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The problem: When you have a tone that’s not particularly positive, a body language that denotes your own disinterest in the situation and let your own stereotypes and misgivings enter the conversation via the way you talk and gesture, the other person perceives what you saying an entirely different manner than say if you said the same while smiling and catching their gaze.

The solution: Start the conversation on a positive note, and don’t let what you think color your tone, gestures of body language. Maintain eye contact with your audience, and smile openly and wholeheartedly…

Attitudinal Barrier

Some people, if you would excuse the language, are simply badass and in general are unable to form relationships or even a common point of communication with others, due to their habit of thinking to highly or too lowly of them. They basically have an attitude problem – since they hold themselves in high esteem, they are unable to form genuine lines of communication with anyone. The same is true if they think too little of themselves as well.[3]

The problem: If anyone at work, or even in your family, tends to roam around with a superior air – anything they say is likely to be taken by you and the others with a pinch, or even a bag of salt. Simply because whenever they talk, the first thing to come out of it is their condescending attitude. And in case there’s someone with an inferiority complex, their incessant self-pity forms barriers to communication.

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The solution: Use simple words and an encouraging smile to communicate effectively – and stick to constructive criticism, and not criticism because you are a perfectionist. If you see someone doing a good job, let them know, and disregard the thought that you could have done it better. It’s their job so measure them by industry standards and not your own.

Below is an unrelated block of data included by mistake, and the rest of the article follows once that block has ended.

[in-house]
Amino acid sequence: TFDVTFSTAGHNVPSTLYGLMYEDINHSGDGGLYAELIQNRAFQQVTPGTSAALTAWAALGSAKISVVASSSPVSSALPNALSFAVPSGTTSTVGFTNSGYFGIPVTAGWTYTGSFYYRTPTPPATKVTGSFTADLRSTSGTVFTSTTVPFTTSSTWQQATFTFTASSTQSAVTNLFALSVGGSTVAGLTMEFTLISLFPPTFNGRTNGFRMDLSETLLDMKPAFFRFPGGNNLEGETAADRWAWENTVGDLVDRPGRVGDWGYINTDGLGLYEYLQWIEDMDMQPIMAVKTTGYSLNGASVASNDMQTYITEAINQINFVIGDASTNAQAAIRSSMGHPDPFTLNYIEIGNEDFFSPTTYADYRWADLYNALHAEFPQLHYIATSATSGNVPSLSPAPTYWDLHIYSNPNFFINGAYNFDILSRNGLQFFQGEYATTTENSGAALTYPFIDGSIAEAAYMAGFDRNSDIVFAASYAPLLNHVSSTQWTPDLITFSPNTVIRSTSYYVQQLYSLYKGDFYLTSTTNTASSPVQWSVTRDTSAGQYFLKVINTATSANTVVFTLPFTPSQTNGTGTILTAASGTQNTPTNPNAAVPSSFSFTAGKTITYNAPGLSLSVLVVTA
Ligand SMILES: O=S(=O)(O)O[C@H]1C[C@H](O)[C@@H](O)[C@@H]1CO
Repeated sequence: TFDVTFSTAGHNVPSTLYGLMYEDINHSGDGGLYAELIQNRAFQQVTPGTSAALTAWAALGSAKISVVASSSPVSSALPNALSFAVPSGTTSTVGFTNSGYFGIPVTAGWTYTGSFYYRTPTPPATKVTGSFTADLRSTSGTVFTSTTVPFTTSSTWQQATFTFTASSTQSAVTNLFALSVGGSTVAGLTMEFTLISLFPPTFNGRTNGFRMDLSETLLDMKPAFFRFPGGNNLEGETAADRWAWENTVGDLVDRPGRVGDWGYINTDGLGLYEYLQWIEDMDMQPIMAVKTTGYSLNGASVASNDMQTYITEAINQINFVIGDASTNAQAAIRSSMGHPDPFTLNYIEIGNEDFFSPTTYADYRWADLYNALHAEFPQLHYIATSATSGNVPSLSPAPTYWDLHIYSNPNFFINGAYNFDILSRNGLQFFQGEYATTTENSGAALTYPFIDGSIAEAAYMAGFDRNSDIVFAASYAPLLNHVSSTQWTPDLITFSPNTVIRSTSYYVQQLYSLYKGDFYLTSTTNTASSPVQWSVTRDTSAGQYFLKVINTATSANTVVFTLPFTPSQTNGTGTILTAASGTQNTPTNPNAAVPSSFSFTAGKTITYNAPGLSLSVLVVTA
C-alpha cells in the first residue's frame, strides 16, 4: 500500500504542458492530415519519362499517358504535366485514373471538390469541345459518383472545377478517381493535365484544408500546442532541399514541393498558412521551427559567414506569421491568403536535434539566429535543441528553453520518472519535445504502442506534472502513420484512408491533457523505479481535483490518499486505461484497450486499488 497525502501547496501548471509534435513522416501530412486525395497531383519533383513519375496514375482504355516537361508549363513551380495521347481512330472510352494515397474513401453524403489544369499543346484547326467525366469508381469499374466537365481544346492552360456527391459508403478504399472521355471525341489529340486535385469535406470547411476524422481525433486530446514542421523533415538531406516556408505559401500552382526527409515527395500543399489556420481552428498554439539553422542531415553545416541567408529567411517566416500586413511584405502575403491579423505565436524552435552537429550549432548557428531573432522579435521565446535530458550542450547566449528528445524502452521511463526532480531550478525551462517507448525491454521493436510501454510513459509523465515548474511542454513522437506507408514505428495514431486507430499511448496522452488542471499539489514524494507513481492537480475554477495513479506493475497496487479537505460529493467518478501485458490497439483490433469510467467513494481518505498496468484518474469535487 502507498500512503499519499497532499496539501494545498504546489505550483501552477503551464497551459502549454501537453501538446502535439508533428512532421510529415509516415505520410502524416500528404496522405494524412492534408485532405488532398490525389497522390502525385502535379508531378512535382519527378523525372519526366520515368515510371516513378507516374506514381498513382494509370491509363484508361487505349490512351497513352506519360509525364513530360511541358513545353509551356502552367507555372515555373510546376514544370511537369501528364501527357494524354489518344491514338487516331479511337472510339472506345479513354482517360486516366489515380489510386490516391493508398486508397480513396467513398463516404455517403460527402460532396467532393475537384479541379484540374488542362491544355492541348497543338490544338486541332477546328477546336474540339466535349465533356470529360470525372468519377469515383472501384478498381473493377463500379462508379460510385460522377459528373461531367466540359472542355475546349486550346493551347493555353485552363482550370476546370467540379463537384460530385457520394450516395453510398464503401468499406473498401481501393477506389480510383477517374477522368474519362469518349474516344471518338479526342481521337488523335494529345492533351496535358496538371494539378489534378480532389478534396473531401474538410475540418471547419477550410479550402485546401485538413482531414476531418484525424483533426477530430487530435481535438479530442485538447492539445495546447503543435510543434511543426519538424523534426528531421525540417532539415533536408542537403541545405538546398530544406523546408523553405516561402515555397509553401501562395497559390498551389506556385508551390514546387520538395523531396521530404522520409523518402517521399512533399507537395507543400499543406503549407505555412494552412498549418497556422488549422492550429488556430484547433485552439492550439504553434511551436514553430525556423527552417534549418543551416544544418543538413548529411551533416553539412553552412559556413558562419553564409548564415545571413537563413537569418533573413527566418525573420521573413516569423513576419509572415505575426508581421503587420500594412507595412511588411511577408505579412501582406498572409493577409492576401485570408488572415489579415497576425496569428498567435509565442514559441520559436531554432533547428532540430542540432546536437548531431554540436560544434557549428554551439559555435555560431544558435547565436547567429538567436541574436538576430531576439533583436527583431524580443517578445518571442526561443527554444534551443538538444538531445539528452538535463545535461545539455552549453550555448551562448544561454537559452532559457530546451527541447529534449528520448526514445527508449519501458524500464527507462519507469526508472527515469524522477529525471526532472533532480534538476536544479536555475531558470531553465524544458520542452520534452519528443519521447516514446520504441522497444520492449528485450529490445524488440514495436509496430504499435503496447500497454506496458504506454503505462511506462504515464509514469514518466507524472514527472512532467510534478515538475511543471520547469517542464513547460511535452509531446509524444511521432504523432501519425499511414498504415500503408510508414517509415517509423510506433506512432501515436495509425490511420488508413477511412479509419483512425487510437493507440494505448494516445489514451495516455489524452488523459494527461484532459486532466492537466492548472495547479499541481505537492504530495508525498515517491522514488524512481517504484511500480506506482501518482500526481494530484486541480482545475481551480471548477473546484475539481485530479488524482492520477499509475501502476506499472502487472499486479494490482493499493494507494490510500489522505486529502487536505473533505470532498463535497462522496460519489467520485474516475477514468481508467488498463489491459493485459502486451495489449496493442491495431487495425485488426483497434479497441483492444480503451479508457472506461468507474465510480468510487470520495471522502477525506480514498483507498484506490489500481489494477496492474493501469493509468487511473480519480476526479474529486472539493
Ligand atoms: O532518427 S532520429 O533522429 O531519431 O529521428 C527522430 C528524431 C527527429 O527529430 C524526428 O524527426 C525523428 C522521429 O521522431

Language Barrier

This is perhaps the commonest and the most inadvertent of barriers to communication. Using big words, too much of technical jargon or even using just the wrong language at the incorrect or inopportune time can lead to a loss or misinterpretation of communication. It may have sounded right in your head and to your ears as well, but if sounded gobbledygook to the others, the purpose is lost.

The problem: Say you are trying to explain a process to the newbies and end up using every technical word and industry jargon that you knew – your communication has failed if the newbie understood zilch. You have to, without sounding patronizing, explain things to someone in the simplest language they understand instead of the most complex that you do.

The solution: Simplify things for the other person to understand you, and understand it well. Think about it this way: if you are trying to explain something scientific to a child, you tone it down to their thinking capacity, without “dumbing” anything down in the process.[4]